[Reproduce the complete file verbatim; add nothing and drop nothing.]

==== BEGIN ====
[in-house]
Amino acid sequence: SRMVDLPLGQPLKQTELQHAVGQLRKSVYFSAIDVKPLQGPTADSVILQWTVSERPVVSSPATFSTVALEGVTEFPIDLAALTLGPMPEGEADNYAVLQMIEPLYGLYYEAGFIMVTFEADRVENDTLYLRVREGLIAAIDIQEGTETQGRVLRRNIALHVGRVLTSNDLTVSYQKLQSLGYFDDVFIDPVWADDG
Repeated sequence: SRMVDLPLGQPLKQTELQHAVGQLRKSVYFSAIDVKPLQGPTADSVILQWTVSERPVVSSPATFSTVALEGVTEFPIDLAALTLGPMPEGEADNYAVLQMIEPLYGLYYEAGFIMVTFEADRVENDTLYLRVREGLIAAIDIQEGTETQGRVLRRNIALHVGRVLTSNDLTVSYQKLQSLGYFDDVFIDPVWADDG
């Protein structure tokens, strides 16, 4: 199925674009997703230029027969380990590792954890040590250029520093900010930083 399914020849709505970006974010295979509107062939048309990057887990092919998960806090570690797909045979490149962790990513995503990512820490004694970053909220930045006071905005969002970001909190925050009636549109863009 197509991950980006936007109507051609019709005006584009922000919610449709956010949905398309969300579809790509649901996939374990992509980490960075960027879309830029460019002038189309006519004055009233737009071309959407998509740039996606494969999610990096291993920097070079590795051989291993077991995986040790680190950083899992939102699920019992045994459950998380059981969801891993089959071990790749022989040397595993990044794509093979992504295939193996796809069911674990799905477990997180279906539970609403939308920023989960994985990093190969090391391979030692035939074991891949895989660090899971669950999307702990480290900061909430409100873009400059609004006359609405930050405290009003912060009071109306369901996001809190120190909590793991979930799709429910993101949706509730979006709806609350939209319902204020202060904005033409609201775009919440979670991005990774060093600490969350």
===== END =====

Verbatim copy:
[in-house]
Amino acid sequence: SRMVDLPLGQPLKQTELQHAVGQLRKSVYFSAIDVKPLQGPTADSVILQWTVSERPVVSSPATFSTVALEGVTEFPIDLAALTLGPMPEGEADNYAVLQMIEPLYGLYYEAGFIMVTFEADRVENDTLYLRVREGLIAAIDIQEGTETQGRVLRRNIALHVGRVLTSNDLTVSYQKLQSLGYFDDVFIDPVWADDG
Repeated sequence: SRMVDLPLGQPLKQTELQHAVGQLRKSVYFSAIDVKPLQGPTADSVILQWTVSERPVVSSPATFSTVALEGVTEFPIDLAALTLGPMPEGEADNYAVLQMIEPLYGLYYEAGFIMVTFEADRVENDTLYLRVREGLIAAIDIQEGTETQGRVLRRNIALHVGRVLTSNDLTVSYQKLQSLGYFDDVFIDPVWADDG
């Protein structure tokens, strides 16, 4: 199925674009997703230029027969380990590792954890040590250029520093900010930083 399914020849709505970006974010295979509107062939048309990057887990092919998960806090570690797909045979490149962790990513995503990512820490004694970053909220930045006071905005969002970001909190925050009636549109863009 197509991950980006936007109507051609019709005006584009922000919610449709956010949905398309969300579809790509649901996939374990992509980490960075960027879309830029460019002038189309006519004055009233737009071309959407998509740039996606494969999610990096291993920097070079590795051989291993077991995986040790680190950083899992939102699920019992045994459950998380059981969801891993089959071990790749022989040397595993990044794509093979992504295939193996796809069911674990799905477990997180279906539970609403939308920023989960994985990093190969090391391979030692035939074991891949895989660090899971669950999307702990480290900061909430409100873009400059609004006359609405930050405290009003912060009071109306369901996001809190120190909590793991979930799709429910993101949706509730979006709806609350939209319902204020202060904005033409609201775009919440979670991005990774060093600490969350």